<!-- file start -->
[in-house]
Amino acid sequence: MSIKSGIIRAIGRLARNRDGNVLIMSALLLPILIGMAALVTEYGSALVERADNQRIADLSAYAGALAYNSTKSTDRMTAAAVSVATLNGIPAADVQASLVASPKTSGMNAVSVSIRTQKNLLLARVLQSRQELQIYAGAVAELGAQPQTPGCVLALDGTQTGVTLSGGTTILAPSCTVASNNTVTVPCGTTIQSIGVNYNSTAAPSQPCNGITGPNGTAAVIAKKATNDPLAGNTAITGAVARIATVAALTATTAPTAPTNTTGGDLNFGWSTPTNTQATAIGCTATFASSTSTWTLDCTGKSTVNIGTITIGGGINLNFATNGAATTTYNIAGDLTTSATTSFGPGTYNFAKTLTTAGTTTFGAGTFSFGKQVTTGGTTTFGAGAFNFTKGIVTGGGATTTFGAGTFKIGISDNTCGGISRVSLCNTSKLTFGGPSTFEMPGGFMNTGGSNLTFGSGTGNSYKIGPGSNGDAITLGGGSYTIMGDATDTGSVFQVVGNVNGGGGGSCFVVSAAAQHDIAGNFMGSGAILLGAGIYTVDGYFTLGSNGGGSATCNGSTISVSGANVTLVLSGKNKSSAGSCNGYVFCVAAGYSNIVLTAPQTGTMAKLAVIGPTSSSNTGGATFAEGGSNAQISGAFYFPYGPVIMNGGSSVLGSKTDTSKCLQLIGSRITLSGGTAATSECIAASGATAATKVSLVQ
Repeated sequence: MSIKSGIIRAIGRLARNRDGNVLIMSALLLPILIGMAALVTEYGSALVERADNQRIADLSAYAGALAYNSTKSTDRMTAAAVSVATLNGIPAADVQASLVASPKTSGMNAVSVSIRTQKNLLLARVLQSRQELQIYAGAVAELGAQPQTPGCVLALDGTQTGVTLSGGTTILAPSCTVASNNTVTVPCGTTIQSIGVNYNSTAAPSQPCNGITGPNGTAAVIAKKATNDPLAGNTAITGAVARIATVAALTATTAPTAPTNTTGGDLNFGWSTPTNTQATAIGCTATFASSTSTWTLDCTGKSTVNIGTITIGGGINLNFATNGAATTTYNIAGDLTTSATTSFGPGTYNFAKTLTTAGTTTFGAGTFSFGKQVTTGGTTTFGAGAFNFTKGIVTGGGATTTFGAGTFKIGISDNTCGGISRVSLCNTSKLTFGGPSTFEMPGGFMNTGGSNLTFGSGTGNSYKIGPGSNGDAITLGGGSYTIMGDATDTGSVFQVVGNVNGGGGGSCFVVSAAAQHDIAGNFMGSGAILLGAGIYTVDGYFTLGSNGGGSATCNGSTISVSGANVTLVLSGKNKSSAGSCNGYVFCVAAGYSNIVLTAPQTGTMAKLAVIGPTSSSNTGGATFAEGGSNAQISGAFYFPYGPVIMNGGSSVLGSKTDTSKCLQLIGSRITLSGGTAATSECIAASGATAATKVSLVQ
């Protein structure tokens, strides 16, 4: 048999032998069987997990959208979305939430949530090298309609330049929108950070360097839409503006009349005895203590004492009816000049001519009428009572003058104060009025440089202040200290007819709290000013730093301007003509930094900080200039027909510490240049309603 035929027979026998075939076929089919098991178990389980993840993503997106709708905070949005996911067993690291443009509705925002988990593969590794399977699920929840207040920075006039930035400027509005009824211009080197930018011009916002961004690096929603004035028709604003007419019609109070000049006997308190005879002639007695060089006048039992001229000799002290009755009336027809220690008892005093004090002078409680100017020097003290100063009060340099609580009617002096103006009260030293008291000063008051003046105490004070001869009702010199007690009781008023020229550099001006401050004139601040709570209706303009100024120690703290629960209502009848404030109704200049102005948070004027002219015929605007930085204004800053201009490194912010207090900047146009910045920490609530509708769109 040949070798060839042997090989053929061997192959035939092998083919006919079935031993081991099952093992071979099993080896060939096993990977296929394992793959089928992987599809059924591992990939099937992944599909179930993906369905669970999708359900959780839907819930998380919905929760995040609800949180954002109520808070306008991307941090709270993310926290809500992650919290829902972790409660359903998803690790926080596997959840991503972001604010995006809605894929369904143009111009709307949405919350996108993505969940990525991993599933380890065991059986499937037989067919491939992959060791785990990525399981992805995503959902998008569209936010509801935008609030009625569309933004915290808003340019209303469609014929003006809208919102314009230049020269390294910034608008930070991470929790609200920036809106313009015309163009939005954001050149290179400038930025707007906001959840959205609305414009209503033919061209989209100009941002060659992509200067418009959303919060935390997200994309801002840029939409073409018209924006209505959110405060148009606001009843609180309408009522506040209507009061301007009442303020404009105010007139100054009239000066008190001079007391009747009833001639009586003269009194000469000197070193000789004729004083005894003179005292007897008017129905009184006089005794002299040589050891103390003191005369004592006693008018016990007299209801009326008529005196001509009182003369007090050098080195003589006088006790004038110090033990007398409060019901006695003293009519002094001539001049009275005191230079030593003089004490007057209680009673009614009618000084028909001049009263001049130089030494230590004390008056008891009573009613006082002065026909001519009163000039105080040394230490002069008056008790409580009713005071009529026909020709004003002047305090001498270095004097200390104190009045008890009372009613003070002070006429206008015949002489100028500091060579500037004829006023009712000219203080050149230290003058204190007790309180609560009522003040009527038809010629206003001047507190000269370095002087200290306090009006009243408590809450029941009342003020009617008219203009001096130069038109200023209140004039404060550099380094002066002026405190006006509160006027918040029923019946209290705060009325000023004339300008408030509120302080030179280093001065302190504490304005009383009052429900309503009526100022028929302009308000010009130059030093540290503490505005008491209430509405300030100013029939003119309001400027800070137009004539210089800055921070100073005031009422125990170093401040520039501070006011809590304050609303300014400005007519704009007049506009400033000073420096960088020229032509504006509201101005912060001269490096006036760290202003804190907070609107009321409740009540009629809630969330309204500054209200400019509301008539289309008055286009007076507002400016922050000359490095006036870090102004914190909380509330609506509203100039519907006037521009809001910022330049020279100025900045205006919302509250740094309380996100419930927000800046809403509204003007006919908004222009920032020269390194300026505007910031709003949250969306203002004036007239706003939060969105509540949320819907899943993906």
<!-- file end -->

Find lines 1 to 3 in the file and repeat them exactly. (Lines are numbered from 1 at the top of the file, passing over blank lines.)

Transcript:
[in-house]
Amino acid sequence: MSIKSGIIRAIGRLARNRDGNVLIMSALLLPILIGMAALVTEYGSALVERADNQRIADLSAYAGALAYNSTKSTDRMTAAAVSVATLNGIPAADVQASLVASPKTSGMNAVSVSIRTQKNLLLARVLQSRQELQIYAGAVAELGAQPQTPGCVLALDGTQTGVTLSGGTTILAPSCTVASNNTVTVPCGTTIQSIGVNYNSTAAPSQPCNGITGPNGTAAVIAKKATNDPLAGNTAITGAVARIATVAALTATTAPTAPTNTTGGDLNFGWSTPTNTQATAIGCTATFASSTSTWTLDCTGKSTVNIGTITIGGGINLNFATNGAATTTYNIAGDLTTSATTSFGPGTYNFAKTLTTAGTTTFGAGTFSFGKQVTTGGTTTFGAGAFNFTKGIVTGGGATTTFGAGTFKIGISDNTCGGISRVSLCNTSKLTFGGPSTFEMPGGFMNTGGSNLTFGSGTGNSYKIGPGSNGDAITLGGGSYTIMGDATDTGSVFQVVGNVNGGGGGSCFVVSAAAQHDIAGNFMGSGAILLGAGIYTVDGYFTLGSNGGGSATCNGSTISVSGANVTLVLSGKNKSSAGSCNGYVFCVAAGYSNIVLTAPQTGTMAKLAVIGPTSSSNTGGATFAEGGSNAQISGAFYFPYGPVIMNGGSSVLGSKTDTSKCLQLIGSRITLSGGTAATSECIAASGATAATKVSLVQ
Repeated sequence: MSIKSGIIRAIGRLARNRDGNVLIMSALLLPILIGMAALVTEYGSALVERADNQRIADLSAYAGALAYNSTKSTDRMTAAAVSVATLNGIPAADVQASLVASPKTSGMNAVSVSIRTQKNLLLARVLQSRQELQIYAGAVAELGAQPQTPGCVLALDGTQTGVTLSGGTTILAPSCTVASNNTVTVPCGTTIQSIGVNYNSTAAPSQPCNGITGPNGTAAVIAKKATNDPLAGNTAITGAVARIATVAALTATTAPTAPTNTTGGDLNFGWSTPTNTQATAIGCTATFASSTSTWTLDCTGKSTVNIGTITIGGGINLNFATNGAATTTYNIAGDLTTSATTSFGPGTYNFAKTLTTAGTTTFGAGTFSFGKQVTTGGTTTFGAGAFNFTKGIVTGGGATTTFGAGTFKIGISDNTCGGISRVSLCNTSKLTFGGPSTFEMPGGFMNTGGSNLTFGSGTGNSYKIGPGSNGDAITLGGGSYTIMGDATDTGSVFQVVGNVNGGGGGSCFVVSAAAQHDIAGNFMGSGAILLGAGIYTVDGYFTLGSNGGGSATCNGSTISVSGANVTLVLSGKNKSSAGSCNGYVFCVAAGYSNIVLTAPQTGTMAKLAVIGPTSSSNTGGATFAEGGSNAQISGAFYFPYGPVIMNGGSSVLGSKTDTSKCLQLIGSRITLSGGTAATSECIAASGATAATKVSLVQ